Sun Pony Ranch

Diary of novice (clueless) ranch owners

Monday, January 18, 2010

More Pavillion Progress

So, it's been a hectic two weeks, for sure - but we have made a ton more progress on both pavillions! I've been trying to log the hours that we get together to work... and just that hasn't been easy. Looks like the three of us have logged 25 hours sewing - (not counting what we've done individually) and Dave, Kevin and Garin put in 14 or so hours on wood work... Gah - I need to stop thinking about it!

Our pavillion is very close to finished. After the last post all the 'big sewing' was complete - but what remained was the finishing touches, all the miles and miles of webbing that needs to be added. Sewing webbing? WAY HARDER than sewing canvas. Groan. Course, we did start with what looks to be the toughest section -- the Cone Loops at the top of the roof. Not only is it sewing through a doubled over section of webbing, but it had to go over the rolled hem at the top. And the webbing sandwiched the canvas so you had to try and keep all layers aligned, while wrestling 20# of canvas in your lap, with this machine that really only likes to sew at about 3 inches a second. GAH!

I can happily report, none of us have managed yet to sew a finger into this project *knock on wood*! Though Rossilin did say if she didn't bleed at least once on a project it was doomed to not turn out well. So it was good that she pricked her finger on a staple last week... ;-) Staples you say? YES! The greatest tip ever on this project -- forget trying to pin this canvas together, staples all the way, man.

Anywhoo, back to the cone loops, it was for awhile taking all three of us to manage those stitches, though we did graduate to only two after awhile. The big life saver came - ironically just AFTER we'd finished the cone loops - when we found a local supplier of industrial sewing machine needles. We'd been led astray at the beginning of the project that regular needles would work. They will, to an extent. But they are definitely different. The pain and effort to wrestle with getting them loaded correctly is a real PITA, and they also broke much more frequently. So we invested in several boxes of the industrial needles... and have only broken 1 since! LOL

Just inside the valance sit some pockets, that the spokes fit into - to hold the eaves of the tent out. There is one for every spoke, which is one for every seam between panels. We have 22 panels in our tent.

And in that little loop in the webbing to the right in the above picture, goes a wooden toggle. That is what the wall loops go around to hold the walls up to the roof.

I should mention that we've had a lot of help along the way - we certainly didn't dream up this design ourselves. Rossilin has researched pavillions through the years, but we've also had a tremendous amount of help from a guy who has made a business of sewing pavillions - Friedrich. His website has a ton of info and pictures, but he also invited Dave and I down and walked us through a tent he had partially completed. It was incredibly valuable for us to see that work in progress before jumping in to our own. We took a slew of pictures - including those above of the sample pocket with toggle.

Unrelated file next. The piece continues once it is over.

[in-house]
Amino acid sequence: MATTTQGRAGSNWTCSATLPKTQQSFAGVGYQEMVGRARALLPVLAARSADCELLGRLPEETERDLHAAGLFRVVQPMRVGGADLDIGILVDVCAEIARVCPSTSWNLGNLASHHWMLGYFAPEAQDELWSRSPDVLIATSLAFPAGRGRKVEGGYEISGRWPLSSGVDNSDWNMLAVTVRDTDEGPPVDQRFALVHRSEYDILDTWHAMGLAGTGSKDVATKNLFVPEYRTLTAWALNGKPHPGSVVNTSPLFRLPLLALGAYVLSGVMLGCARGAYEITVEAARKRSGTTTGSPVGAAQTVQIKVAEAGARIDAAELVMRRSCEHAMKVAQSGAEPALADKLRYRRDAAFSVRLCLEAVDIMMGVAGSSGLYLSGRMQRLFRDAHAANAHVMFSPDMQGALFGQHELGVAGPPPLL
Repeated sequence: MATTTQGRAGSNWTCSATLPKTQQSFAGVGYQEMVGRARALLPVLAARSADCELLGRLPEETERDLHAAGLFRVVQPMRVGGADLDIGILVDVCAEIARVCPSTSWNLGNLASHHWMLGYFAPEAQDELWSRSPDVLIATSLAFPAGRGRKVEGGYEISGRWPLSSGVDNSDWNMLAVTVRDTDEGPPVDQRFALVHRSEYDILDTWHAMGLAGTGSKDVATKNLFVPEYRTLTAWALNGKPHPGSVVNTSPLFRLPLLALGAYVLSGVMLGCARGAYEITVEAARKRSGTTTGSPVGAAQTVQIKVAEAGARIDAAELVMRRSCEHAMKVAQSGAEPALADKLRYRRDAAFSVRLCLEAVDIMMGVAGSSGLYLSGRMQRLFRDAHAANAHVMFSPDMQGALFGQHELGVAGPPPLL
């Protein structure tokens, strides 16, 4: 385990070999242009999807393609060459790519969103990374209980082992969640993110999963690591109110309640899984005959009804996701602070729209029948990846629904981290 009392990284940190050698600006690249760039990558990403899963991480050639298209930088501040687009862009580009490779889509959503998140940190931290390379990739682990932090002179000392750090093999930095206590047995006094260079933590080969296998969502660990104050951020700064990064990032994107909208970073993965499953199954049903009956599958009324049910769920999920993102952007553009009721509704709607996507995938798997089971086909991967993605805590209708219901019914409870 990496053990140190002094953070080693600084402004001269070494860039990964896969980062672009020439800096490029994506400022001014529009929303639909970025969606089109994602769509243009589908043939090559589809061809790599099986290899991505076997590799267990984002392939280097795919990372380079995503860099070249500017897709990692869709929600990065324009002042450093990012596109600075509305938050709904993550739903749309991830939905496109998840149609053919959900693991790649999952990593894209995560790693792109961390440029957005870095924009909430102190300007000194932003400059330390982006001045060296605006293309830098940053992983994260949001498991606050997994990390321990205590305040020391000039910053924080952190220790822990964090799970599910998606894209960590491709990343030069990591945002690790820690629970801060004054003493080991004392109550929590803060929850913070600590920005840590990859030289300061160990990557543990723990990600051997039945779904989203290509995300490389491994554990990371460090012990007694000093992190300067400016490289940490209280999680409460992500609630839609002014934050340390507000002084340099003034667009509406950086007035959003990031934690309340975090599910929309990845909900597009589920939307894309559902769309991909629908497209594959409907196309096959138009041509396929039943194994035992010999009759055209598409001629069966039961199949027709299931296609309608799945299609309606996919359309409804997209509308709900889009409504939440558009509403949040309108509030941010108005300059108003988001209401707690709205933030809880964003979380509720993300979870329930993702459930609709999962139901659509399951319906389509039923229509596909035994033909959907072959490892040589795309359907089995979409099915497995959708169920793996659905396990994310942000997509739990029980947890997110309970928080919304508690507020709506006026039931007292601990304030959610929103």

After cone loops, pockets, and wall top loops, you still need the loops at the bottom of the walls for stakes. And toggles / loops for the door closures. Sod flaps attach to the bottom of your walls and tuck under your ground cloth, and then finally, a canvas cap to fit over the loop / lacing / ring assembly at the top.

We spent a full day over there on Saturday - brought snackies and all hung out to sew, staple, press, destaple, lace, fold...

And... as of today we have everything done on our tent except the top loops and stake loops for 1 wall (there are 2 walls total) and the door toggles/loops. Oh, and the canvas cap. And the great news is that we have made a lot of progress on Rossilin's tent too - the 'big sewing' is nearly done, maybe will be done tonight. We finally figured out how to get our home sewing machine to work on the canvas -- it was a tricky tensioning thing, so I hope we haven't gotten so far on her tent that we can't do some parallel sewing in the days to come.

Oh yeah, we also still have to lace in the top ring. This ring will sit on top of our center pole - and laces to the cone loops with rope. We're expecting our rope to be here any day now. I'd started to put it in with another skein of rope we'd purchased, but it turned out to be no way near long enough -- we figure we need 22 feet of rope to lace that ring in at the top!

Still to post: the wood working days that Dave, Garin and Kevin have put in. That's coming up soon!



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